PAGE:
Scammers trading in fraudulent renewable fuel identification numbers stole millions. A new EPA rule is designed to make sure that doesn’t happen again.
In an effort to put a stop to trading in fraudulent RINs that came to light in spectacular criminal cases over the past few years, the
Environmental Protection Agency in July issued a rule designed to help verify the validity of the fuel credits.
The rule provides for a voluntary quality assurance program, which would vouch for the credibility of the fuel credits under the Renewable Fuel Standard.
‘We believe the EPA did a good job of strengthening the audit requirements in the rule and streamlining the QAP program, so that there are clear lines of responsibility and all stakeholders can have confidence in RIN markets,” said Ben Evans, director of public affairs and federal communications for the National Biodiesel Board, a trade group. ‘It is a good rule that is in line with the private-sector protections that have already been put in place since these isolated criminal cases came to light several years ago. Together, this new rule and the private-sector programs offer significant new safeguards against RIN fraud and should ensure that it remains a thing of the past.”
The rule was released on July 2 to provide protection for downstream RINs owners, with a significant focus on protecting ‘obligated parties,” according to Jeff Hove of the RINAlliance. Obligated parties consist of refiners, importers and fuel reformulators that are required to meet the RFS mandates on renewable fuel usage each year. Obligated parties may achieve mandate levels via wet gallon purchases and/or through the purchasing of RINs.
RINAlliance represents almost 200 blenders, nationwide, that track RIN activity and RIN marketing events through the RINAlliance system of record and sell RINs to obligated parties. RINAlliance provides its clients with EPA-required quarterly reporting, attestations and RIN aggregating/marketing via annual contracts with obligated parties. The RINAlliance program manages 1.5 billion RINs annually with a focus on RFS compliance and maximizing profits for its blenders.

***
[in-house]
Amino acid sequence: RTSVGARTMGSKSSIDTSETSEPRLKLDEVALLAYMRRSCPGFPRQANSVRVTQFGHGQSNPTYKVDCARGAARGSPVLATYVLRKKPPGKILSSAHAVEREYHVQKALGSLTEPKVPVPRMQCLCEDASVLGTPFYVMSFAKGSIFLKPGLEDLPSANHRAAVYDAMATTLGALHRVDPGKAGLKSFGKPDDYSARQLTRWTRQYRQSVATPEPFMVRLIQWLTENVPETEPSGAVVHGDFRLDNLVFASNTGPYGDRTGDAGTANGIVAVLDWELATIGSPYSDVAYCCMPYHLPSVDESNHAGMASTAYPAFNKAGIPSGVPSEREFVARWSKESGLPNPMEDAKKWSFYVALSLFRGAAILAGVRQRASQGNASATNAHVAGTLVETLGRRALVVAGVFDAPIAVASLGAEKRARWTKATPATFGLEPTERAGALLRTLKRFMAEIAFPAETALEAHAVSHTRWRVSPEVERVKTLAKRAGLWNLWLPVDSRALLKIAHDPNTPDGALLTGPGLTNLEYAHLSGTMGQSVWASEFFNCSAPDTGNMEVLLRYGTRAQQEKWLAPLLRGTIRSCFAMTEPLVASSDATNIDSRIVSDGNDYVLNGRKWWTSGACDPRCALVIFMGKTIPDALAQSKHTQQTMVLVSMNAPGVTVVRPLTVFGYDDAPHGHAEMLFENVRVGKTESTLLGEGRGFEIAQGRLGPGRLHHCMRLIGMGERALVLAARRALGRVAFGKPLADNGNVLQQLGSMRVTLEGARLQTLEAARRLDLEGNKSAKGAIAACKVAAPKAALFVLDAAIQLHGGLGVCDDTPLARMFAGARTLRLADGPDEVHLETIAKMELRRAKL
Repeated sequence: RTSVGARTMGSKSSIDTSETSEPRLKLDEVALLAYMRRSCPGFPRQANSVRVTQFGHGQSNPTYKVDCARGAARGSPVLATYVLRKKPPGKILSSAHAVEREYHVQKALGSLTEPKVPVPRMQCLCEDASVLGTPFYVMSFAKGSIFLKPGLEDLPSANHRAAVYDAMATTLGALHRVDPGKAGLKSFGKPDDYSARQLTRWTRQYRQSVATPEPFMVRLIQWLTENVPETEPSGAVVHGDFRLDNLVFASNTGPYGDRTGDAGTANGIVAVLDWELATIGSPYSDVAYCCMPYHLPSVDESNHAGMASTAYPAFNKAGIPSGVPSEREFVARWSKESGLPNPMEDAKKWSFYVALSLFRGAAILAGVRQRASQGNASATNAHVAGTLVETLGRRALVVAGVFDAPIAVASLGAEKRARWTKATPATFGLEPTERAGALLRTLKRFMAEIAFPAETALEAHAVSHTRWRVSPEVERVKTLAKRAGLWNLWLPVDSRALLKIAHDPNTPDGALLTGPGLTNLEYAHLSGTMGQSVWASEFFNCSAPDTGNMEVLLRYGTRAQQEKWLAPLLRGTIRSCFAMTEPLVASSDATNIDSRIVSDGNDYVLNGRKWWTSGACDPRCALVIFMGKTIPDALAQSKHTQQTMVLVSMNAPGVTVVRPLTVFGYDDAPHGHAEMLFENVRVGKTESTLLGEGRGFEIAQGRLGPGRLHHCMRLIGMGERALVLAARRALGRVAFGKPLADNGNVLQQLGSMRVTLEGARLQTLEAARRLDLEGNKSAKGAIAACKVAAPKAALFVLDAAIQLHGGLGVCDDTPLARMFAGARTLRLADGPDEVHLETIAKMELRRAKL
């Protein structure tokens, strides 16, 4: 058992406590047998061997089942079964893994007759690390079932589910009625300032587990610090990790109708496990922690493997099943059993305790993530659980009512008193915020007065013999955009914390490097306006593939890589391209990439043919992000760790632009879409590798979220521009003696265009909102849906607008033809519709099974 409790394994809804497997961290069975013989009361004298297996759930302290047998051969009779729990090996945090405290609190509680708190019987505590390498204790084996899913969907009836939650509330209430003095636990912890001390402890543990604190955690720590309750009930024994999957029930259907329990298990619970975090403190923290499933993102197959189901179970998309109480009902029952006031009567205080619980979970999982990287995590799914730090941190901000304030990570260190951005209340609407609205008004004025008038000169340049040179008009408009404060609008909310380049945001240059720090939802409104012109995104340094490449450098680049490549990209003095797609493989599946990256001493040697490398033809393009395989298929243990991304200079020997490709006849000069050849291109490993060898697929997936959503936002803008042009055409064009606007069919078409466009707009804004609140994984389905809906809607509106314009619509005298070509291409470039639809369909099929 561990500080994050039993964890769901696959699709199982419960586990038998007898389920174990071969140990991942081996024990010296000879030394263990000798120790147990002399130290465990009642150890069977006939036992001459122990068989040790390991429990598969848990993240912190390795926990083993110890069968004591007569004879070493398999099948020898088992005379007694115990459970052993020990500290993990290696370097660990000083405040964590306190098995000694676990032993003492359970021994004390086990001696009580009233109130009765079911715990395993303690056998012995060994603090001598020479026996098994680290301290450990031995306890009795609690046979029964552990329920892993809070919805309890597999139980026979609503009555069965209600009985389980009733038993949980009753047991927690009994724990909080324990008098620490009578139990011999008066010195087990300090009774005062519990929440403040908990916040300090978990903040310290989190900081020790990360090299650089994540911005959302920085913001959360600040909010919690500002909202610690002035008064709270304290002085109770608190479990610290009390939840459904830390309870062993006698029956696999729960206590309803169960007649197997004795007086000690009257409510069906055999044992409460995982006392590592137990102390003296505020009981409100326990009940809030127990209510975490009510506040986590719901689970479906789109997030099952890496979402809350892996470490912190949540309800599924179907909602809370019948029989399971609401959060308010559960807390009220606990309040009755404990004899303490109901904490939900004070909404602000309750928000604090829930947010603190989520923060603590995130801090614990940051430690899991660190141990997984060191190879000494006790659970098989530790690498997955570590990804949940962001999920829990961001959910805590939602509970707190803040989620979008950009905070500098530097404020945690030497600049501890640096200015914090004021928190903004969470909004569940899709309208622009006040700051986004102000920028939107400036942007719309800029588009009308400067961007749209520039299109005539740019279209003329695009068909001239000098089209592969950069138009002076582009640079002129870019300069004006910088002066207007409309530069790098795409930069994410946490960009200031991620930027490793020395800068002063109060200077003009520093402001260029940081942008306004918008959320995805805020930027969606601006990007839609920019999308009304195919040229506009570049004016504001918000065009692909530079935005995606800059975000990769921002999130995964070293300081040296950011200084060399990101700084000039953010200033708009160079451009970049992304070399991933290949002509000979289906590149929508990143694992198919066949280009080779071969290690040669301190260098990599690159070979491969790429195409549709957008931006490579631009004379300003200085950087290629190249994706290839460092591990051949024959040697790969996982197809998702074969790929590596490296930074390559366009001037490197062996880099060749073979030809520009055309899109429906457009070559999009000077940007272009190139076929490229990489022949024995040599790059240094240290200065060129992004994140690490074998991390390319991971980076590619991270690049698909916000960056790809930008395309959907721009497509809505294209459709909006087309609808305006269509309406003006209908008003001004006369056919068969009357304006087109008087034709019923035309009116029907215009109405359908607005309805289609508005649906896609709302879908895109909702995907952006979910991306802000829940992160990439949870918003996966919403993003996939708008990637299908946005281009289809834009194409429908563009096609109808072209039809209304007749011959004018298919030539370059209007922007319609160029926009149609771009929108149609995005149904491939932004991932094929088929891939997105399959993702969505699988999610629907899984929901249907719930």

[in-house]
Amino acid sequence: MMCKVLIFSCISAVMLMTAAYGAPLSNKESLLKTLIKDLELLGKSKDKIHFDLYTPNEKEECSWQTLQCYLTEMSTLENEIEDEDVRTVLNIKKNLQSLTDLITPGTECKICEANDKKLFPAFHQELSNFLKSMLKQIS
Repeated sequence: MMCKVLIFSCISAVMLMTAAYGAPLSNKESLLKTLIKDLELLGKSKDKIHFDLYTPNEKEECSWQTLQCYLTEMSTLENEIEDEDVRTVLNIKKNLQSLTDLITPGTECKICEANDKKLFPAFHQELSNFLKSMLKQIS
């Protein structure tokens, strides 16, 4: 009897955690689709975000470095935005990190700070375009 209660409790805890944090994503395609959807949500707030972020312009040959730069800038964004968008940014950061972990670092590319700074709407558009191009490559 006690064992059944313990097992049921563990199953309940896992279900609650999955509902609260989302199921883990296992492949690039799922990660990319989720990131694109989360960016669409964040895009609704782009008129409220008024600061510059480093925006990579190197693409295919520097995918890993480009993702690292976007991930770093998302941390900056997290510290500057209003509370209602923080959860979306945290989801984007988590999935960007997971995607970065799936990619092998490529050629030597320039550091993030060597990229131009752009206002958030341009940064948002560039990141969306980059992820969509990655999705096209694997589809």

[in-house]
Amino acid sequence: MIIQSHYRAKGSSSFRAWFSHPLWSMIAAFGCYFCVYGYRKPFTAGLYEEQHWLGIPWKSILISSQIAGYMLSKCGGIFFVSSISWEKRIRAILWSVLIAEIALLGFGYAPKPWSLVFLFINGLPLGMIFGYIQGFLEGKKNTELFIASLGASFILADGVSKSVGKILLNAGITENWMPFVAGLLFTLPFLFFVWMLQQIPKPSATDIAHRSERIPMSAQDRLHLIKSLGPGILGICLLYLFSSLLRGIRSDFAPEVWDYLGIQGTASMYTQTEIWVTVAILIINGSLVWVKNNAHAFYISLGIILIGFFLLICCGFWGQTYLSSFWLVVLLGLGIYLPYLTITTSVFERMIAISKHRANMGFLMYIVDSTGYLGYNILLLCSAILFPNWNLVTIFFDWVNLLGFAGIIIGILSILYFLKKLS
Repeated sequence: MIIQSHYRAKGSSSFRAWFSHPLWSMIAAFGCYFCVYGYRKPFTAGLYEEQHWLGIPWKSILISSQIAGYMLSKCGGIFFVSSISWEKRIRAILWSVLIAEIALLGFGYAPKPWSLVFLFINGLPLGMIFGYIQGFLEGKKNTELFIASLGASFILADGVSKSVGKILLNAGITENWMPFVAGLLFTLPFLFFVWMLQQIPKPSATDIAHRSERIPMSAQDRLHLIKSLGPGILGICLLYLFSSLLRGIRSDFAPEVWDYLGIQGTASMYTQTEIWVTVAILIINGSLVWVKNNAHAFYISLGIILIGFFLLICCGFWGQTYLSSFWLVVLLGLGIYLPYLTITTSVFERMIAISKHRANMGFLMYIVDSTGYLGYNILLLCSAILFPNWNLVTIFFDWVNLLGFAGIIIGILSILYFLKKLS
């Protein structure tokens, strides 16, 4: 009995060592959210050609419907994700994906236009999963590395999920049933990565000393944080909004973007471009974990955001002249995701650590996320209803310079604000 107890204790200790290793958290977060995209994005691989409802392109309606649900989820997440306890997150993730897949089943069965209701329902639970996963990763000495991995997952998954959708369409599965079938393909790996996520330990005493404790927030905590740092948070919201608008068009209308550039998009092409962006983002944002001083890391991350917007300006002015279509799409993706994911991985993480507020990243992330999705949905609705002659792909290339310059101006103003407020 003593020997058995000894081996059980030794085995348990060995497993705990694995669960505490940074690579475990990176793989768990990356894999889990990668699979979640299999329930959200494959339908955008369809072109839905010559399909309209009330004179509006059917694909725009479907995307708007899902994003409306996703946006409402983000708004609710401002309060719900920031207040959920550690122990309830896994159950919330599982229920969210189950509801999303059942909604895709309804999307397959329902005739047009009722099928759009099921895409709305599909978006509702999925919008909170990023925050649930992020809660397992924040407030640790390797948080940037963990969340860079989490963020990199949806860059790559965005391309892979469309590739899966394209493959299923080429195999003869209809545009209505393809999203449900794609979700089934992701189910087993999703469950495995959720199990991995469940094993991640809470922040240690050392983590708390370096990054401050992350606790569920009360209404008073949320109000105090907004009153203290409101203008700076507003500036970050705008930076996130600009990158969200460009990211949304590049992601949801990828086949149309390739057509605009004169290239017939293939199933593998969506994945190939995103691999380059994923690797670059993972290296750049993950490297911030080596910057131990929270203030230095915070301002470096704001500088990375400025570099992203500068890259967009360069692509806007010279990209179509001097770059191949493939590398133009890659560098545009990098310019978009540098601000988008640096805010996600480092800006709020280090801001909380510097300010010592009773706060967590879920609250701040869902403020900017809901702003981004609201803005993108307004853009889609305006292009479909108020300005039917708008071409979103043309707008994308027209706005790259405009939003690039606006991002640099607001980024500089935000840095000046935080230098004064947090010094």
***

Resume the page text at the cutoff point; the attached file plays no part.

Hove noted that the EPA’s new rule also includes new requirements for fuel exporters, and shifts some compliance burdens to blenders while staying ‘relatively silent” with respect to RIN separation. EPA also stated that it is not currently finalizing rules which would require suppliers to disclose biodiesel content of 5% or less, according to Hove.
The new rule directly impacts marketers/blenders that are currently accepting RINs on neat gallons of renewable fuels.
‘First and foremost, the new rule provides protection against intentional and unintentional fraudulent and invalid RINs,” Hove wrote in a RINAlliance briefing. The final QAP is a voluntary compliance tool that renewable fuel producers may adopt to show downstream parties that RINs have been verified by a third-party engineering firm currently registered with the EPA under the RFS rules. The final rule states that if a RIN is generated under a QAP and is later found to be invalid, downstream parties cannot be issued a violation for owning the invalid RIN, Hove explained. Penalties for violations are as high as $37,500 per occurrence, plus the return of any financial gains from the sale of invalid RINs.
Interim QAP rules covering Feb. 21, 2013, through Dec. 31, 2014, have been finalized and any downstream party that accepted RINs under these interim QAP protocols (approximately 60 facilities proactively adopted QAP A or QAP B plans) are also privy to the same affirmative defense against violations as is found in rules moving forward.
Beginning Jan. 1, 2015, however, there will be only one QAP (Q-RIN). This QAP will not create a system which will replace RINs for the blender or obligated party; however, the new rules include provisions that allow the RIN generator to replace invalid RINs found in the system. Numerous administrative steps are required for any party replacing RINs, claiming an affirmative defense, requesting a corrective action, or designating a potentially invalid RIN.
In the event of a PIR, the QAP provider must notify the EPA and the RIN generator within five business days. The QAP program may prove to create added value on the Q-RINs, creating a new tier pricing structure, Hove noted.
Lisa Coffelt of the RINAlliance told Fuel Oil News, ‘It’s going to be interesting to see if the RINs that come from a producer that has a QAP may be higher-priced” than those coming from a producer without a QAP. Asked what the likely outcome is, Coffelt said, ‘We’ll just have to wait and see what the market decides to do.”